Businesses can expect a lot more red tape, extra bureaucracy and additional costs in the event of a no deal, the government’s initial papers reveal.
Dominic Raab presented the first 24 of 80 papers prepared by the government to explain plans that would mitigate the impact of a no deal Brexit.
The papers contain a host of new regulatory regimes, doubling up of registration and extra processes for British business and consumers.
Before importing goods from the EU businesses will need to register for an EORI number, ensure their contracts and INCOTERMS reflect they are an importer, potentially engage a customs broker, freight forwarder or logistics provider and decide the correct classification and value of their goods, none of which they are required to do now.
Although big business may be able to absorb the extra costs, Lewis Goodall, Sky’s Political Correspondent, says SMEs will find them “much more onerous”.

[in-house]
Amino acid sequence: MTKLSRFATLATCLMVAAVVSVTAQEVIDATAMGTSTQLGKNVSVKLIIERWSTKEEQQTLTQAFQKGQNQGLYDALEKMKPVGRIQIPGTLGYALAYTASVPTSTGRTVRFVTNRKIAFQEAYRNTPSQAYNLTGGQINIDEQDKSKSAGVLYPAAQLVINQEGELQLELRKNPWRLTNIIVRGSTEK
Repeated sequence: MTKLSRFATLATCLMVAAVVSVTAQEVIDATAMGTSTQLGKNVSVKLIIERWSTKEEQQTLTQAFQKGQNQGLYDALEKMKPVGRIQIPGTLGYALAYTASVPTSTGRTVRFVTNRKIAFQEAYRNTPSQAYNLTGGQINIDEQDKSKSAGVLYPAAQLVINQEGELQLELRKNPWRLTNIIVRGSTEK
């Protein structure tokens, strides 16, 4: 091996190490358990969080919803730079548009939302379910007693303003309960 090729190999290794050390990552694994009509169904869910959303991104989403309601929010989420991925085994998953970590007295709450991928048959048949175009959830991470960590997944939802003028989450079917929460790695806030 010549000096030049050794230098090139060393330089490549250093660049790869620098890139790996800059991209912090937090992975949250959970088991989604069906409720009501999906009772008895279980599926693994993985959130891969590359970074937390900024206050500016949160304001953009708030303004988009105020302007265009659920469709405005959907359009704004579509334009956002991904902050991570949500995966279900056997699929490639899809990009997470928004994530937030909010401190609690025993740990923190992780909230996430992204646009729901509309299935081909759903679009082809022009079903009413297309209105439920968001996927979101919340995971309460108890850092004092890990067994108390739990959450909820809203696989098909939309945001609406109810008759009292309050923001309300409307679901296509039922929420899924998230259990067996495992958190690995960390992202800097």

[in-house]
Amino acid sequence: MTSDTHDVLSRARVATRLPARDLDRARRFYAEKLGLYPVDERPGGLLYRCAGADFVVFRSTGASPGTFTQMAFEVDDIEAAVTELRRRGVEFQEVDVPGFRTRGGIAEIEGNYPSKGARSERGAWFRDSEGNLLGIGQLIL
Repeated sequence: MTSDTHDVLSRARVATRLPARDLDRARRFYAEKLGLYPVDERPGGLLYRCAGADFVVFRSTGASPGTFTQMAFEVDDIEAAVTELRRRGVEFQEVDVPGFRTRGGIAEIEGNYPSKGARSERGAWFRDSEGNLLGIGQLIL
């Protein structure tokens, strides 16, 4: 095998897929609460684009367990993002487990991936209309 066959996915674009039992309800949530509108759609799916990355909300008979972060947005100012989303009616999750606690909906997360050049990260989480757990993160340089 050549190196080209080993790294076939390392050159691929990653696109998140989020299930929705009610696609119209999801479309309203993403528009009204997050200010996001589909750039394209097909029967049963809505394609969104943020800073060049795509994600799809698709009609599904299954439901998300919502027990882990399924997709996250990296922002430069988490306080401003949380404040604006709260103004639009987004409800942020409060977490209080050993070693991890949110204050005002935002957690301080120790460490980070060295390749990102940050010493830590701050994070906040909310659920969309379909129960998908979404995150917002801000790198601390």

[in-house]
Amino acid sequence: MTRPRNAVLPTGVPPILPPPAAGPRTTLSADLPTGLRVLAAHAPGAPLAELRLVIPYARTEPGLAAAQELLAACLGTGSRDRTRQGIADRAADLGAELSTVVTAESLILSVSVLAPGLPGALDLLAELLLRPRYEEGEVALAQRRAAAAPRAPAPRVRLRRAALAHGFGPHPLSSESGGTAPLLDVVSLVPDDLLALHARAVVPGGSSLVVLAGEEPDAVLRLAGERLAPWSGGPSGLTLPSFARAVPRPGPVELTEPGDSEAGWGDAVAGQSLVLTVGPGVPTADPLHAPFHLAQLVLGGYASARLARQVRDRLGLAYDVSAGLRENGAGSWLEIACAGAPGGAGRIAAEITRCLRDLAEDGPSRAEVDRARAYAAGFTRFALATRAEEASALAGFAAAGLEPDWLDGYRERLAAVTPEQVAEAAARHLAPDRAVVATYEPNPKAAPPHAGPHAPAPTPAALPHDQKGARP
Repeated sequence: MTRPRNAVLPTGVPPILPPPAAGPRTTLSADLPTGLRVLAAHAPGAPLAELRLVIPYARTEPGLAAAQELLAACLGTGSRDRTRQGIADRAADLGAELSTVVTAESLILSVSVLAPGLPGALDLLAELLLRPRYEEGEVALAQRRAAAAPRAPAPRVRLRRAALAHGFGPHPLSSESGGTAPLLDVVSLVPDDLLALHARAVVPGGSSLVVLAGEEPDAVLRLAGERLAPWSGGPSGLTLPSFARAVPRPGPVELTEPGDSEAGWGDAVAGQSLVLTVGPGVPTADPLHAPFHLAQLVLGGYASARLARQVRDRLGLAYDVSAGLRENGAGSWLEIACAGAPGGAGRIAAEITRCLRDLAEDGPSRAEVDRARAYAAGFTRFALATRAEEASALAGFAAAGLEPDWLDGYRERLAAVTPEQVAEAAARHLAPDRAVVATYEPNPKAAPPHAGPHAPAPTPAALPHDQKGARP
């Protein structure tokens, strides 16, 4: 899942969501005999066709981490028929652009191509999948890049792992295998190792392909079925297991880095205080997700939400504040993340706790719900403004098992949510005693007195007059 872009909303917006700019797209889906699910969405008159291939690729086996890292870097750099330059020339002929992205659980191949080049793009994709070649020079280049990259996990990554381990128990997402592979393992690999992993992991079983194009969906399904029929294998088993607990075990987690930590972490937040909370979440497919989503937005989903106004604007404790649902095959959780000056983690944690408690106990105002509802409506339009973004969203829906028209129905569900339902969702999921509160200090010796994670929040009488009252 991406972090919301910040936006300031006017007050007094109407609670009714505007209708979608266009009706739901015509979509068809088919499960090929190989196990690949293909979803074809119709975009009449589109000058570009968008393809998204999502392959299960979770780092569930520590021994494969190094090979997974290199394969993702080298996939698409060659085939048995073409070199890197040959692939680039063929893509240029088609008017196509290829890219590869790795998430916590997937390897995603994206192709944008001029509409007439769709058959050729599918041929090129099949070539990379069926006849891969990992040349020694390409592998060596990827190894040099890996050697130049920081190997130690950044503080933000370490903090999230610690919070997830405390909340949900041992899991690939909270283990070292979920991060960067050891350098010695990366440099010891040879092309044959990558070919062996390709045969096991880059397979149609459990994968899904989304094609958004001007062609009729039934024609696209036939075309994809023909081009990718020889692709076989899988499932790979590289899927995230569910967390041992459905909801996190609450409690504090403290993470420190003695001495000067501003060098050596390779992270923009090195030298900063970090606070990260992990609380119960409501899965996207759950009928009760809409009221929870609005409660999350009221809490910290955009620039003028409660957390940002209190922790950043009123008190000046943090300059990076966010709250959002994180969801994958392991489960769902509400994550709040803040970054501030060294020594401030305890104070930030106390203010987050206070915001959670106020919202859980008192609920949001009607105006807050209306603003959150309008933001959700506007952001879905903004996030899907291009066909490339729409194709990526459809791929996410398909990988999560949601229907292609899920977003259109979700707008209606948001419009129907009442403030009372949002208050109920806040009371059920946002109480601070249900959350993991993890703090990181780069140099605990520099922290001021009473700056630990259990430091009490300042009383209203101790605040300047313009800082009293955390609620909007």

Businesses are also likely to have to submit the same information to separate regulatory regimes where now there is only one. And Britain would have to establish and have in operation lots of new regulatory bodies ready to go on Brexit day, which is only 200 days to go.
The government will also be required to create a whole array of new arrangements for very complicated mechanisms for the banking and financial sector.
As Goodall notes, “the City had been thought to be an area relatively resilient to the impact of no deal, with lots of preparations in place to mitigate its effects. Officials appear to disagree, with no deal affecting the ability of the City to keep trading as it has in all manner of areas”.
But there is one piece of good news for British men. Sperm donors are likely to be in extra demand in the event of a no deal, with donated samples from sperm banks in the USA and Denmark likely to be cut off.
For that extraordinary detail and others, follow Goodall’s thread below:
THREAD: No deal papers- we’ve looked through so you don’t have to. This is what a no-Deal Britain might look like (caution this might take a while):
— Lewis Goodall (@lewis_goodall) August 23, 2018